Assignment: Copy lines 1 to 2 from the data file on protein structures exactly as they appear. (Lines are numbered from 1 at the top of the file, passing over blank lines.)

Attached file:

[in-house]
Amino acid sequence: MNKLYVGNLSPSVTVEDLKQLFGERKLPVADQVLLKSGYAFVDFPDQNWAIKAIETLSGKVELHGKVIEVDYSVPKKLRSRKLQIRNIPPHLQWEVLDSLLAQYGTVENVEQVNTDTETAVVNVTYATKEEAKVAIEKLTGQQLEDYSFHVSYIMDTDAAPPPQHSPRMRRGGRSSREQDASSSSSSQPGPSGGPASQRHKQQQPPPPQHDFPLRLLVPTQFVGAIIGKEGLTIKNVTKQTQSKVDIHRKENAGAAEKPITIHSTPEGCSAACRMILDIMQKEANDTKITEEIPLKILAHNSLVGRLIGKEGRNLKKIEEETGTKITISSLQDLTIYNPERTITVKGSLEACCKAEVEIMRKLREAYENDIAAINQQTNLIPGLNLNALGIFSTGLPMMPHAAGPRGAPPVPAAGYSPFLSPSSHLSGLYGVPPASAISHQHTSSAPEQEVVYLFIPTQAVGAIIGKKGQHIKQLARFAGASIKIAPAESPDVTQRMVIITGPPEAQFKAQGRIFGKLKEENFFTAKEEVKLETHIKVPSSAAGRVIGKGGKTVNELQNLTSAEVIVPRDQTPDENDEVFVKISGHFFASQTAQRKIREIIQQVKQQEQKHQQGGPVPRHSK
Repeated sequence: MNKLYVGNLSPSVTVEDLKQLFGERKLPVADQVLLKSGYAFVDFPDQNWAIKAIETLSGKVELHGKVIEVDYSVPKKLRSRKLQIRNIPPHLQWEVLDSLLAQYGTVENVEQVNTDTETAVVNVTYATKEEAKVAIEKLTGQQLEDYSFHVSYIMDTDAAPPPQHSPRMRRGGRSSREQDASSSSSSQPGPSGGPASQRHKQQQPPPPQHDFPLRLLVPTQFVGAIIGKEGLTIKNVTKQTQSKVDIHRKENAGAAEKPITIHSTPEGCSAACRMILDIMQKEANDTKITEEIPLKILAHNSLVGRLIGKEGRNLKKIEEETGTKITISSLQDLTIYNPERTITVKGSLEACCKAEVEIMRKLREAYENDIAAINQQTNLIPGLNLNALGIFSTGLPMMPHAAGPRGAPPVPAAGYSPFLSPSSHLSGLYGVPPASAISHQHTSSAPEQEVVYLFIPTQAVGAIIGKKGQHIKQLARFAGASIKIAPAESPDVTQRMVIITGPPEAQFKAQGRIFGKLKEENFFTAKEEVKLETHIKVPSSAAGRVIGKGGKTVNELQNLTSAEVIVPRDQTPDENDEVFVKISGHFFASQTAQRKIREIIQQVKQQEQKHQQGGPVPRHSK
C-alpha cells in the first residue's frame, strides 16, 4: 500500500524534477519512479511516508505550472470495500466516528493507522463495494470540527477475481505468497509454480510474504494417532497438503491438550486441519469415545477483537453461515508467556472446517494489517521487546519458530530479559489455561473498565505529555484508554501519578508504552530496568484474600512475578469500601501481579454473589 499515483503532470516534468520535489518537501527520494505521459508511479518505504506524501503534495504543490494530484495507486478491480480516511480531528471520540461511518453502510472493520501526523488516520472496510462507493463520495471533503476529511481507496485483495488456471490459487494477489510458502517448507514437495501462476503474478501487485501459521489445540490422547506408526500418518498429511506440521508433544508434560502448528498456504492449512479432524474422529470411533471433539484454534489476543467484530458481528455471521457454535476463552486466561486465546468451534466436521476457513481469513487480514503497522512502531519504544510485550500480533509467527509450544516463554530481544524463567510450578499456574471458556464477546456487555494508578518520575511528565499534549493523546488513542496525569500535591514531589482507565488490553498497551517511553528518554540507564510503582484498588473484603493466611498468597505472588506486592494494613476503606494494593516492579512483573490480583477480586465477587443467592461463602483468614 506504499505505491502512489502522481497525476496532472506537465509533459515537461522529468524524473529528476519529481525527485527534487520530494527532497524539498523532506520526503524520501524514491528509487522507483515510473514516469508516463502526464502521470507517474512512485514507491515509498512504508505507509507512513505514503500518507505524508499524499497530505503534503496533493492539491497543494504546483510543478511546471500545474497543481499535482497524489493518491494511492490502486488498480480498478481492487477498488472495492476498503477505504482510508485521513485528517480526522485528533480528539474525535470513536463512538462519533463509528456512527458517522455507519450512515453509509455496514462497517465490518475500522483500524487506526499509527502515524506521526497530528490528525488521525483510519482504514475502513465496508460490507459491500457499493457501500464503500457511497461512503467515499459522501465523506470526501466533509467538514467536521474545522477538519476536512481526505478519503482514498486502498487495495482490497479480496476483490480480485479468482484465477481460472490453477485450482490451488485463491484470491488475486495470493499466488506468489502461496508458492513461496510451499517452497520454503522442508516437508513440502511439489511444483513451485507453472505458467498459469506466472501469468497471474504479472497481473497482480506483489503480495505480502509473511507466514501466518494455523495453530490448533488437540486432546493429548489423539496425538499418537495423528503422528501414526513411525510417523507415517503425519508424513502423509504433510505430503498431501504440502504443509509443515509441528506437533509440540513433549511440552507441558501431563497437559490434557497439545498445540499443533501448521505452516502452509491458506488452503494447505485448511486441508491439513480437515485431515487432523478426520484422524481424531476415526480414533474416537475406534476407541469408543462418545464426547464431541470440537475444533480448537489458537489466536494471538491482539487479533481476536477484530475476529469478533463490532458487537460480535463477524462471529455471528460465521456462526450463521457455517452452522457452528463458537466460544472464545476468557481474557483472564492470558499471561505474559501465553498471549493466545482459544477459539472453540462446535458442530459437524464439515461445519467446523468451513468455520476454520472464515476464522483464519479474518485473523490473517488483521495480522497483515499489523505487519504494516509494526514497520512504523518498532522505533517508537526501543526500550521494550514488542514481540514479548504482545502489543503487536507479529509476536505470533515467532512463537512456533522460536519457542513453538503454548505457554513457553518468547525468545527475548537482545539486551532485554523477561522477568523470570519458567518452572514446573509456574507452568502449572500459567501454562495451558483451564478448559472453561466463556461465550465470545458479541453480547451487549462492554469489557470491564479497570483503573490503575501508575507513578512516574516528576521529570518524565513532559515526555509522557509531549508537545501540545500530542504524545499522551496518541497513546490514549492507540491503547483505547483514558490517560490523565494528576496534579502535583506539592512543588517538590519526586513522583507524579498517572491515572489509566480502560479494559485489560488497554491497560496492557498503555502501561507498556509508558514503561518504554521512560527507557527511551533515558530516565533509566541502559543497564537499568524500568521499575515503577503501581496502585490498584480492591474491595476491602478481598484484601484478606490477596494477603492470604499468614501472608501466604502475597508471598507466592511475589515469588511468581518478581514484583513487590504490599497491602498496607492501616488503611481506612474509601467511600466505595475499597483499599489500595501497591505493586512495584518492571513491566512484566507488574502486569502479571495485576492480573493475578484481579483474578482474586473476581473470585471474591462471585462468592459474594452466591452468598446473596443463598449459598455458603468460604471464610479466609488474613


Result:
[in-house]
Amino acid sequence: MNKLYVGNLSPSVTVEDLKQLFGERKLPVADQVLLKSGYAFVDFPDQNWAIKAIETLSGKVELHGKVIEVDYSVPKKLRSRKLQIRNIPPHLQWEVLDSLLAQYGTVENVEQVNTDTETAVVNVTYATKEEAKVAIEKLTGQQLEDYSFHVSYIMDTDAAPPPQHSPRMRRGGRSSREQDASSSSSSQPGPSGGPASQRHKQQQPPPPQHDFPLRLLVPTQFVGAIIGKEGLTIKNVTKQTQSKVDIHRKENAGAAEKPITIHSTPEGCSAACRMILDIMQKEANDTKITEEIPLKILAHNSLVGRLIGKEGRNLKKIEEETGTKITISSLQDLTIYNPERTITVKGSLEACCKAEVEIMRKLREAYENDIAAINQQTNLIPGLNLNALGIFSTGLPMMPHAAGPRGAPPVPAAGYSPFLSPSSHLSGLYGVPPASAISHQHTSSAPEQEVVYLFIPTQAVGAIIGKKGQHIKQLARFAGASIKIAPAESPDVTQRMVIITGPPEAQFKAQGRIFGKLKEENFFTAKEEVKLETHIKVPSSAAGRVIGKGGKTVNELQNLTSAEVIVPRDQTPDENDEVFVKISGHFFASQTAQRKIREIIQQVKQQEQKHQQGGPVPRHSK